Did you know as many as 10% of the people in the US may be alcohol or other drug addicts? Because the addictive use of a drug (almost always alcohol) causes brain damage, particularly to the more recently evolved part of our brain responsible for reason and empathy, a relationship or encounter with an addict is far more likely to hurt us than one with a normal person. Considering their numbers and effect on the brain, nearly all of us are likely to have a close encounter with an addict. If we can learn how to recognize addicts before the addiction becomes all-too-obvious, we can significantly decrease the likelihood of having our lives and fortunes left in disarray. From the scientific data available on alcoholism and the author's own experience with the disease, Doug Thorburn provides us with (1) information on the prevalence of this disease and of the diverse ways a drug-addict is capable of harming us; (2) a set of early-stage behavioral indicators that alert us to possible addicts and, therefore, to those who are far more likely to inflict harm and (3) a method ('uncompromising disenabling') to help addicts make a decision to seek sobriety. I have never read anything like it, yet have already used the ideas to great personal benefit. Thorburn links alcohol and other drug addictions to an extraordinary range of abuse of others: child abuse, spousal abuse, cult leading, financial abuse in the form of small-scale conning of others to Ponzi-like scams, as well as ordinary violent crime. Unfortunately, since the most common drug is alcohol, the issue often becomes confused by the fact that most of us can drink in moderation and without acting badly toward others. Therefore we confuse cause and effect: we see the deviant behavior as causing alcoholism rather than alcoholism as the source of the misbehaviors. Doug Thorburn supports the latter notion with scientific studies that show alcohol addiction to be a biological problem and that alcohol-induced brain damage to leads abusive behavior. Thorburn's method of recognizing addicts is, in essence, very simple. Insofar as alcoholism and other kinds of drug addiction cause brain damage, we can identify likely addicts by the deviant behaviors that this brain damage leads to: criminal, antisocial and other excessive ego-feeding behavior (whether by exuding charm with the goal of creating disciples or cruelly putting other people down). I have already identified a number of likely addicts around me using this method, sometimes based on seemingly innocuous clues; I have confirmed 75% of these to be addicts by asking mutual acquaintances about the way they drink. Although my sample size is still quite small (six confirmed addicts out of eight likely ones), since no more than about 10% of people are addicts my success rate is significant.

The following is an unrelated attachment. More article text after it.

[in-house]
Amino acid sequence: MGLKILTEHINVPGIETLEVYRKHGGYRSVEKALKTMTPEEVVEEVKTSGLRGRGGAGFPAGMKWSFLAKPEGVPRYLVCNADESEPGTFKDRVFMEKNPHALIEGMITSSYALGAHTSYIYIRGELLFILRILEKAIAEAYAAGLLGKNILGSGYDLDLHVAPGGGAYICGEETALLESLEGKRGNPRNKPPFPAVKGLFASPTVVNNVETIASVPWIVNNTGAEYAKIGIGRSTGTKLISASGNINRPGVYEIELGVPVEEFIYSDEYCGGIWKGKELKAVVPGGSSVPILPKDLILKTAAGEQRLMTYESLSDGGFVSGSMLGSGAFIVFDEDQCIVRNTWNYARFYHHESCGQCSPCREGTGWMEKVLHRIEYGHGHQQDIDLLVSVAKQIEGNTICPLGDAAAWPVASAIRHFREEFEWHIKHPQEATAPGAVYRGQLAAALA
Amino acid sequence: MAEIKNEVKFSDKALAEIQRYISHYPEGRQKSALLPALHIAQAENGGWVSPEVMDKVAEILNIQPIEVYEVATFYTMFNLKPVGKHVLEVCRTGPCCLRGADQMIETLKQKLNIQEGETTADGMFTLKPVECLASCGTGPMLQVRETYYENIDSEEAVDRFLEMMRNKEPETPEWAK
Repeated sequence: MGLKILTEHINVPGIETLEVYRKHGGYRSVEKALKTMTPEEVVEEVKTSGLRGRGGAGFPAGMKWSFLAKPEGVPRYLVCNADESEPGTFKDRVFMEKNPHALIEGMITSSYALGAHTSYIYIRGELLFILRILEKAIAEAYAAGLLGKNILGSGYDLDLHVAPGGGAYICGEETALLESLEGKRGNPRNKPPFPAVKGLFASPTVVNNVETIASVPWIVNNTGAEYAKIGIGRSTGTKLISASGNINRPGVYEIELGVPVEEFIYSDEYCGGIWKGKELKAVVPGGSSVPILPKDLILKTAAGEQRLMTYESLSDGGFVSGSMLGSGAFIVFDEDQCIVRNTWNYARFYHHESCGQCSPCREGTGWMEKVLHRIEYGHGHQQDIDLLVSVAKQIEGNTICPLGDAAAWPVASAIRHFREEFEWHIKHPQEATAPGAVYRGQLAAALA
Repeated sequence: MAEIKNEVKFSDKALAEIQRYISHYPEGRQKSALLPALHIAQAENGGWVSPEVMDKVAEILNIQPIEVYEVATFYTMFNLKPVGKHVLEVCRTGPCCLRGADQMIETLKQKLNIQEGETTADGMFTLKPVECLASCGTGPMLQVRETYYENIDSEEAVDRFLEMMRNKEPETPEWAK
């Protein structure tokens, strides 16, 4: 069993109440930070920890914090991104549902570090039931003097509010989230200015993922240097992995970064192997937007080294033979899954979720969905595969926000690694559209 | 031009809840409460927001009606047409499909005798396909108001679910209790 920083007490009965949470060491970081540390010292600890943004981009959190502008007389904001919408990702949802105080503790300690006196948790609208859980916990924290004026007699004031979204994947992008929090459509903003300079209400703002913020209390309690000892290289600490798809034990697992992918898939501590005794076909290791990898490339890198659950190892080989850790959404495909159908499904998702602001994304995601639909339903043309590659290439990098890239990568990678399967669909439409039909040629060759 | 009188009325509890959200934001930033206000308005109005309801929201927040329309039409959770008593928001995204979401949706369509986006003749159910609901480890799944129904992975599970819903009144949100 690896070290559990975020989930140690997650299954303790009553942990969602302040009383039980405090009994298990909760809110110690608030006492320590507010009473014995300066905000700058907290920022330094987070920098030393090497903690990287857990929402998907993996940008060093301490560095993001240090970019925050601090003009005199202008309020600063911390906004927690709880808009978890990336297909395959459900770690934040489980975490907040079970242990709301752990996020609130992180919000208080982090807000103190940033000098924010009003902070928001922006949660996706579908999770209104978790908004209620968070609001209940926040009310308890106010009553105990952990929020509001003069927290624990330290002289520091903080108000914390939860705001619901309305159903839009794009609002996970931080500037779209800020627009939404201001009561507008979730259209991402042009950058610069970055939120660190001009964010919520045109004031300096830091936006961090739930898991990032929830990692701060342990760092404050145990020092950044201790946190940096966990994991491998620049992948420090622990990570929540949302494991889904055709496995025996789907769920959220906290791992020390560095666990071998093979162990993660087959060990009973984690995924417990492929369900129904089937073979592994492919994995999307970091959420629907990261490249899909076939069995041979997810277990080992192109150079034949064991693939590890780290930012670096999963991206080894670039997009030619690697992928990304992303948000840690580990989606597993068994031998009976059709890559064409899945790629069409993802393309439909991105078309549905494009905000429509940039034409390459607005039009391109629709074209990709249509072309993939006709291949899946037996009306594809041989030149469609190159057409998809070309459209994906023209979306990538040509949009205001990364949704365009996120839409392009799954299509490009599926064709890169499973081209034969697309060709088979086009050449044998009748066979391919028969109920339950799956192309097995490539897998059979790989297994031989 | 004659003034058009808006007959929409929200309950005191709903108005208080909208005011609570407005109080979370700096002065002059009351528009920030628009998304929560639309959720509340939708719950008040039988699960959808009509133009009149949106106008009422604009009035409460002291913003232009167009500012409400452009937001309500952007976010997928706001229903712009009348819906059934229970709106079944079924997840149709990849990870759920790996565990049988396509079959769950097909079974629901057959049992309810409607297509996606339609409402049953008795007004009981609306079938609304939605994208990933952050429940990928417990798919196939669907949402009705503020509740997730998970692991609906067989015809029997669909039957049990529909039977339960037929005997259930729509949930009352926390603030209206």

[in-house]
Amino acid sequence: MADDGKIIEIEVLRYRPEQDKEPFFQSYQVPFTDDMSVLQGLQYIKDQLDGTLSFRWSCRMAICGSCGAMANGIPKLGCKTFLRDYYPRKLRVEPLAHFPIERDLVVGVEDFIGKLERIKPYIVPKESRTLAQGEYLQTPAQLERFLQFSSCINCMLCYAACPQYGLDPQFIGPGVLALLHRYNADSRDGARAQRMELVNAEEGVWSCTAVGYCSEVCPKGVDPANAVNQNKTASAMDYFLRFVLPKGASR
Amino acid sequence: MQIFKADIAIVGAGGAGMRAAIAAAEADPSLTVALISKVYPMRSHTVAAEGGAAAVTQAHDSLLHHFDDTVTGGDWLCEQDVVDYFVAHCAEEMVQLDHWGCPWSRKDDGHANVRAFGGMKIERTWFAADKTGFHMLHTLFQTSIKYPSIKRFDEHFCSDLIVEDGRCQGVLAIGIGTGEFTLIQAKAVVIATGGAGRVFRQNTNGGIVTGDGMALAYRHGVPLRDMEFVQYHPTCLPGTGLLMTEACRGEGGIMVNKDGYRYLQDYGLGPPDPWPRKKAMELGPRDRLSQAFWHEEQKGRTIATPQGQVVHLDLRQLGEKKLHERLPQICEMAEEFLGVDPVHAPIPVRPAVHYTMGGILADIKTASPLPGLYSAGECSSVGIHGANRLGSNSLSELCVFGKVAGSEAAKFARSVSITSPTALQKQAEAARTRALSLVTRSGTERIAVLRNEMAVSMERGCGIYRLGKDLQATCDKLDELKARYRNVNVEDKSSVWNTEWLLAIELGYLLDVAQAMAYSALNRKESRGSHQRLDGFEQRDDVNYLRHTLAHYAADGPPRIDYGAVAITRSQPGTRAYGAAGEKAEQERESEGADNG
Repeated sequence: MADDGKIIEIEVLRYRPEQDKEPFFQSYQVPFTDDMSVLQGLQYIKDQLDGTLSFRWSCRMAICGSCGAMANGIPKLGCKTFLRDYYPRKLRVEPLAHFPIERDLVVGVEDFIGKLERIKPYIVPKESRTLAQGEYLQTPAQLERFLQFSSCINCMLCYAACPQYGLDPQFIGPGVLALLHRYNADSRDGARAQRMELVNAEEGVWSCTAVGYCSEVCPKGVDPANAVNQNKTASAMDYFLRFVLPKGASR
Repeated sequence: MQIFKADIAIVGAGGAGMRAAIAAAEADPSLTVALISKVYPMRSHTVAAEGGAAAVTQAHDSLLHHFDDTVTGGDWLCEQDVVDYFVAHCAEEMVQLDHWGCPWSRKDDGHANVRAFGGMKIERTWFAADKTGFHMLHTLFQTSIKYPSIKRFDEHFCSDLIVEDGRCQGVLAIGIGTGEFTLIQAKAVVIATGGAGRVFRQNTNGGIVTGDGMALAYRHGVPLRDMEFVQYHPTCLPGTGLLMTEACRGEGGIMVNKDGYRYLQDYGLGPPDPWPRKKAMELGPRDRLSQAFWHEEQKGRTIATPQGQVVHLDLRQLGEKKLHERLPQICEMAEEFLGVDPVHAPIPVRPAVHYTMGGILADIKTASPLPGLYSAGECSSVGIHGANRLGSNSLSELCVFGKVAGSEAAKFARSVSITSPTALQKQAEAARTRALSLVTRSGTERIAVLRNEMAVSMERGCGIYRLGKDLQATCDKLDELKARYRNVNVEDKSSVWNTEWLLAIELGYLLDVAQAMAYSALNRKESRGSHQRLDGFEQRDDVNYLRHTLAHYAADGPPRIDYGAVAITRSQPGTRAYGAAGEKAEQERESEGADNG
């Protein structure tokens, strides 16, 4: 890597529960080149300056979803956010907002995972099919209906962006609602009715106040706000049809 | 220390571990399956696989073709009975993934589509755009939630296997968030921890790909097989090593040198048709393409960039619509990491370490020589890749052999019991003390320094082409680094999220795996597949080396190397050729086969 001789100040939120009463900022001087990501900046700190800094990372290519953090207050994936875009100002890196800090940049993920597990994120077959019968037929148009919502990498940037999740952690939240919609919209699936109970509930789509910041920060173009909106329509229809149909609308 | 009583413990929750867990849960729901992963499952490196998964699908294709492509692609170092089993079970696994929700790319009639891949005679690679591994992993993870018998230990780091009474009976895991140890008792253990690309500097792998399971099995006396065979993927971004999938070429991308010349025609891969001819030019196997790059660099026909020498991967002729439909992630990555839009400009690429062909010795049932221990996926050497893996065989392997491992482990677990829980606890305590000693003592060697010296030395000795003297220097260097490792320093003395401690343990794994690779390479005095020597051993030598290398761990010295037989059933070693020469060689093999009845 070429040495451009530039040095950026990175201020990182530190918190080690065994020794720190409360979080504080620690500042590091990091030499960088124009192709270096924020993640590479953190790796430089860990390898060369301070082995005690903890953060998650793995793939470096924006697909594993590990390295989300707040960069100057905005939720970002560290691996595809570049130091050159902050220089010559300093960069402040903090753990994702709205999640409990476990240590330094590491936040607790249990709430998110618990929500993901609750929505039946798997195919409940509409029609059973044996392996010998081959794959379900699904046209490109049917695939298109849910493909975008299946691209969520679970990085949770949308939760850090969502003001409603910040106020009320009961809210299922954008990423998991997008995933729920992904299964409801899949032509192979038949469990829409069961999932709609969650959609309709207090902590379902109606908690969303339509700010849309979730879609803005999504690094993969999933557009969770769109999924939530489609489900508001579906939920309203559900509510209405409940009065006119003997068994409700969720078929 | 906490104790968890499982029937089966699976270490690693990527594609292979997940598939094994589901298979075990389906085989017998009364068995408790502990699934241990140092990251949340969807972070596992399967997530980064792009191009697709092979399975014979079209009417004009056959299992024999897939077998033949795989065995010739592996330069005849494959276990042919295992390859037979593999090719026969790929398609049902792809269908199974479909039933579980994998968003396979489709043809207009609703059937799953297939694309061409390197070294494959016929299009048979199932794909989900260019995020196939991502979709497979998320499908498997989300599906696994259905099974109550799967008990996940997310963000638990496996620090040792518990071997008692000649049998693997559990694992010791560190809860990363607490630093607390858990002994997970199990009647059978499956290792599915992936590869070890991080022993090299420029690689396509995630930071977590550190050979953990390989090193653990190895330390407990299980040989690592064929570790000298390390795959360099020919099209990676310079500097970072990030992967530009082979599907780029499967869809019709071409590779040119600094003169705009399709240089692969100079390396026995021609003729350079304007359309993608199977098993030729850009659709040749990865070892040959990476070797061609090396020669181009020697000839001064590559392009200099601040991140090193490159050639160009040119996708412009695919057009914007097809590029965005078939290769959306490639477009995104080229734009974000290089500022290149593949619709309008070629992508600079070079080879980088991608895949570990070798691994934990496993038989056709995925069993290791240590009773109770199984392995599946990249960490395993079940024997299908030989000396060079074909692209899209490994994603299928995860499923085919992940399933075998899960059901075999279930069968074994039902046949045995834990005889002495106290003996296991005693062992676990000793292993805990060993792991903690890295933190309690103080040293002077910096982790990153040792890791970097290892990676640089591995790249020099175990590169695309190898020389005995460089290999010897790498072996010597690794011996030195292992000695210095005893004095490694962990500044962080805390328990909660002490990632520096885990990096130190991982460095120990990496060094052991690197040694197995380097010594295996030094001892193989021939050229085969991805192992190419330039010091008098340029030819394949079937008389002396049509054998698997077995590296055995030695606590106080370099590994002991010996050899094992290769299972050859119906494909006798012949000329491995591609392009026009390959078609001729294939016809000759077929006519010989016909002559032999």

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  • Anonymous

    Posted January 20, 2001